Found 3 comments on HN
wingspar · 2018-06-29 · Original thread
Read this space elevator book years ago, it was very interesting. I’m sure it needs an update after 15 years.
ericd · 2014-10-31 · Original thread
I wouldn't dismiss the space elevator out of hand. It requires carbon nanotubes of a few meters length to achieve the required strength, and you wouldn't need to lift it pre-built - you could build it with a guideline and cable laying cars traveling up and down, adding to the cable, much like they do with suspension bridges. Long term, it seems like far and away the best approach if we can solve the materials science problem.

EDIT: I found this book to be a pretty great primer on the subject:

ericd · 2014-02-26 · Original thread
If we can make one, it seems pretty obvious from the studies I've seen that it will be the major enabling technology for getting into space in a large way. Unfortunately, I don't think we've hit the carbon nanotube lengths that we'd need (on the order of meters).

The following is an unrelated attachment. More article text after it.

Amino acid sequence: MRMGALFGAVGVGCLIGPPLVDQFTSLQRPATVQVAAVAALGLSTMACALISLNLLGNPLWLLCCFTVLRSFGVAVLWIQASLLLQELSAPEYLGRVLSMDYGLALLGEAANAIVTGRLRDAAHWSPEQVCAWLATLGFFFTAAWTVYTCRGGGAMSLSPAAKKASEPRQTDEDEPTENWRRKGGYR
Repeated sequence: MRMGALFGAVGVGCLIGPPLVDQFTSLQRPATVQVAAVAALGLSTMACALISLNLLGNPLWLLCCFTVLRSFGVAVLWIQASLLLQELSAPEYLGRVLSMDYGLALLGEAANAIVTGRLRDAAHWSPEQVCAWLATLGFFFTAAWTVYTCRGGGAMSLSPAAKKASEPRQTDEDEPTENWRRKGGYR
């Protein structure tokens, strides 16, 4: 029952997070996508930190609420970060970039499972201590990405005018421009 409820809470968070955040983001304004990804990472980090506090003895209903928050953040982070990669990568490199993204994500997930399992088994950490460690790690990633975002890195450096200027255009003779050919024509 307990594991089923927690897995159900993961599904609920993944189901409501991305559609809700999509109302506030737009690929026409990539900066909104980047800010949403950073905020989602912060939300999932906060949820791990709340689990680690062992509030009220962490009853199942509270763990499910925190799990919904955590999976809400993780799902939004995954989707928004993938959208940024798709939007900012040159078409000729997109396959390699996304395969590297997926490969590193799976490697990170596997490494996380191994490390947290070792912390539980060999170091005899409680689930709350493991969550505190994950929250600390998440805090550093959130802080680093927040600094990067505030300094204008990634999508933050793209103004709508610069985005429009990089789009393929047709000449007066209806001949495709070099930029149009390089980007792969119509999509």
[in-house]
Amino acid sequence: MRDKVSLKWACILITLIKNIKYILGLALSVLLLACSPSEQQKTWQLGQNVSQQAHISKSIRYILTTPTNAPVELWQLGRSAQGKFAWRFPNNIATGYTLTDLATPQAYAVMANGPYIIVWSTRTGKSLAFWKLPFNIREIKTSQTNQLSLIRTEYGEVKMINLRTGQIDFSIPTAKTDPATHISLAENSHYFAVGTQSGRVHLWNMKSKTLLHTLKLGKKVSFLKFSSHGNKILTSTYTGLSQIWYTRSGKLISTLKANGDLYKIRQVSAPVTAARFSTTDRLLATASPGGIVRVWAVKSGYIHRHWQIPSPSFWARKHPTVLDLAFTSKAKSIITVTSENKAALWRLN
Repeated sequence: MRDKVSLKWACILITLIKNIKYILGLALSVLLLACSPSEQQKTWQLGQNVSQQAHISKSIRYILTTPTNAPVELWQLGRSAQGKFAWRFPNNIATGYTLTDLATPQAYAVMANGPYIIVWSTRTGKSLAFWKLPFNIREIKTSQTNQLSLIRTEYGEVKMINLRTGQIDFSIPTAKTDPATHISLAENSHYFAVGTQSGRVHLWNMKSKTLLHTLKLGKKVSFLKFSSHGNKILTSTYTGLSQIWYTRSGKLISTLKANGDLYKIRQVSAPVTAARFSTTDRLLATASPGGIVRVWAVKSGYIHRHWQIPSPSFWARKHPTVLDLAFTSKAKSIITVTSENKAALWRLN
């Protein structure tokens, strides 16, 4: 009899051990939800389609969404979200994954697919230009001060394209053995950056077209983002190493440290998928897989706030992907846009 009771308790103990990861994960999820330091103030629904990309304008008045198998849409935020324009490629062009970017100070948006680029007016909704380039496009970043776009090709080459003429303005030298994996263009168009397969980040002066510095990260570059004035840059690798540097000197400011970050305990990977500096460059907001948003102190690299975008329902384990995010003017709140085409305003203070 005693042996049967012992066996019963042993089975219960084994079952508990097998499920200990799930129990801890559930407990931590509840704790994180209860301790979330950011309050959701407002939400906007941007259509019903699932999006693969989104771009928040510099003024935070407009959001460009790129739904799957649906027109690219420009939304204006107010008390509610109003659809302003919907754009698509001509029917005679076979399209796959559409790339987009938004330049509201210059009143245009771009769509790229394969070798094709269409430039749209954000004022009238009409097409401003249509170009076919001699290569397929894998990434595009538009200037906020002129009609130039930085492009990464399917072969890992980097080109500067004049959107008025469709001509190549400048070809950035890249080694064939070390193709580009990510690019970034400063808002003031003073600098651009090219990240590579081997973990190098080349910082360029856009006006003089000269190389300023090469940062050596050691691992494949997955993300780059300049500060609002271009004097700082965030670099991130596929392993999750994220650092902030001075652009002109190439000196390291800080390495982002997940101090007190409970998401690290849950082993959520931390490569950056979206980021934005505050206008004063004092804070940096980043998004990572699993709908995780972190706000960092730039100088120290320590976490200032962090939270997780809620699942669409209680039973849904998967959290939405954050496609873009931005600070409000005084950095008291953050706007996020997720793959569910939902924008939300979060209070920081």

Here's a great book that came out of a NASA funded study that breaks the issues down well, including costs, necessary tech, and methods for dealing with potential issues like cable breakage:

Their conclusion was that it would be much more cost effective than most people think, and that it would enable an incredible reduction in cost to orbit due to not needing to use a pyramid of fuel to carry other fuel for later, or enormous one-time-use precision machinery, and instead using simple containers with electric motors and transmitted electricity.

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